When meeting someone with an interest in pursuing a romantic relationship, looks matter though some may try to deny it. We do not see a personality or intention, at first sight, we see a face, a body. These things, shallow as they may seem, are important for initial attraction. As we grow to know something, the more internal things start shaping and moulding our attractions and we develop a more holistic sense of connection with someone. It would stand to reason that after long periods in a relationship, we become more attached to the human being than the body they exist in, but do we really?
I’ve always believed that when it comes to relationships, love is not enough. It may sound disheartening to hear, but relationships are held together by choices. Choices to love, choices to respect, choices to forgive, choices to try, choices to stay. What happens when we must live with the choices others make for themselves when those choices shake the foundations of who we believe them to be? What happens when we must interrogate what we based our beliefs on, regarding who the other person is? These are questions that illuminate the basis on which we build relationships, and they can be very uncomfortable to confront.
For queer people, as one example, issues of changing gender expressions and identities can impact relationships. People do not stay the same throughout their lives, and as was the focus of Part 1 of this series, we start learning about and experimenting with our identities late because we spend our formative years repressed by queerphobia.
It seems a completely valid objection to take umbrage at the fact that your partner who had a masculine gender expression starts expressing themselves more femininely, thereby affecting your attraction to them. However, what does it say about what a longstanding love for the person is based on? Again, as easily as we can choose to stay with someone, we can make the choice to leave – that is valid, but this conversation asks us to question the foundations of our attraction and our love.
When a cisheterosexual woman, as another example, finally starts realising who she is and what she likes after years of conditioning by patriarchy, does her partner suddenly lose the capacity to love and care for her based on such changes? What is the basis of that connection then?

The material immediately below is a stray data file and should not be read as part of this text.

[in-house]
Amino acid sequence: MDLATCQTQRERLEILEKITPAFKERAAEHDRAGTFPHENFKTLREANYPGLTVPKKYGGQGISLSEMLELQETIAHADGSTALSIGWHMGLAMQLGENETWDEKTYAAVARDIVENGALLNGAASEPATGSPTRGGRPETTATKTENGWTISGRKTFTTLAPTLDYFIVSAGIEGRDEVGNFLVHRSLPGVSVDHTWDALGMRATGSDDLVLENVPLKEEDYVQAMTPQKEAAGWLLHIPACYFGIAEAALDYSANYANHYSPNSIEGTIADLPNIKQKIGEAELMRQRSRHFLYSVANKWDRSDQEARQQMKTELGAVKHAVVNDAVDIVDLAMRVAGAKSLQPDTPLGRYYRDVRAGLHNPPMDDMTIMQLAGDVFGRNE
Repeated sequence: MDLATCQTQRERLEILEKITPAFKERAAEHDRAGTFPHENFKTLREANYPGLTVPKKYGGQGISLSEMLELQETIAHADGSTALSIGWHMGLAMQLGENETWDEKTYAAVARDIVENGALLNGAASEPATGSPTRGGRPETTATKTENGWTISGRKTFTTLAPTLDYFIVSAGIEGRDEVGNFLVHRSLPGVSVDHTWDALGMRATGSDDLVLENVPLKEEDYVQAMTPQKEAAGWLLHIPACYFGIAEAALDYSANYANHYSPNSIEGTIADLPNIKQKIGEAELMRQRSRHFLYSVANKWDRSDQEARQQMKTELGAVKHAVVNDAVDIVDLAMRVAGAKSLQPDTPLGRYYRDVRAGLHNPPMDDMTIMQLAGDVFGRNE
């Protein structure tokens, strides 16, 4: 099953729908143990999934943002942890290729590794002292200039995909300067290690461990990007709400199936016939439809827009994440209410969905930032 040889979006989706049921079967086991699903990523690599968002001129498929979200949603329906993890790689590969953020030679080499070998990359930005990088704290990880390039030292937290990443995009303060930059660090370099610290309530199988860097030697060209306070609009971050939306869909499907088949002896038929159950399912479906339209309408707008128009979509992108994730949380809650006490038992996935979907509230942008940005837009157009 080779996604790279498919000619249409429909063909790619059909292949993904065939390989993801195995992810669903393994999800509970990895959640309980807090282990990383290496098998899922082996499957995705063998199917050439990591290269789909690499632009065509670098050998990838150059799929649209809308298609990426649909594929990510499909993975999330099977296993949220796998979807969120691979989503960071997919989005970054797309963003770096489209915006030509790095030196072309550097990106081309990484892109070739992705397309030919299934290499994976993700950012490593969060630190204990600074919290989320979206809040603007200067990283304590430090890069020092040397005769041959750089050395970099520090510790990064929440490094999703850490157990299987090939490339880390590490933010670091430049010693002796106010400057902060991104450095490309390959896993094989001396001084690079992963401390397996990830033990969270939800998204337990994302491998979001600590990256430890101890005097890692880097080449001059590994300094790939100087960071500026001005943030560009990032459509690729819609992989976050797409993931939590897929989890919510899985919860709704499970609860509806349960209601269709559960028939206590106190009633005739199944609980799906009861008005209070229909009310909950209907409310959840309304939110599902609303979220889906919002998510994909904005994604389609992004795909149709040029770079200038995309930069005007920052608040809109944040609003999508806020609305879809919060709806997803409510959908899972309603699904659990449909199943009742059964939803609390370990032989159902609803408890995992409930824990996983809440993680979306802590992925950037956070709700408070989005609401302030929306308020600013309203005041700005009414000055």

It is worth considering that questions of love, desire, and attraction which we often position to be involuntary and sometimes divinely inspired, are also products of our socialisation. This is not to say that sexuality and who we are attracted to is a choice, but when the things we base attraction on remain superficial and corporeal, it can so easily be disturbed when those things change. More importantly, when a love that has been so diligently crafted over time with all the obstacles that come with it can be extinguished by changes in appearance or expression, perhaps we do not love people as much as we say we do, but instead, their bodies.
I realise that this instalment asks more questions than it provides answers, but this is a call to do some excavation. We must think about why we love the people we love and what love means when so easily disturbed. Perhaps a more honest approach is to see that less of it has to do with some divine compulsion we have no choice over, and more of it is simply our choice to show up every day and try one more time. That it is conscious and deliberate, and we are not puppets to destiny.With all of that said, do our relationships under the current repertoire of choices we make open themselves up to accommodating the changes we undergo throughout our lives or do they rely on us staying the same or hiding who we really are? If so, are relationships and coupling truly a price worth paying for personal stagnation? Perhaps for that, resonance can be found in a cemetery, where our love for dead things really blossoms.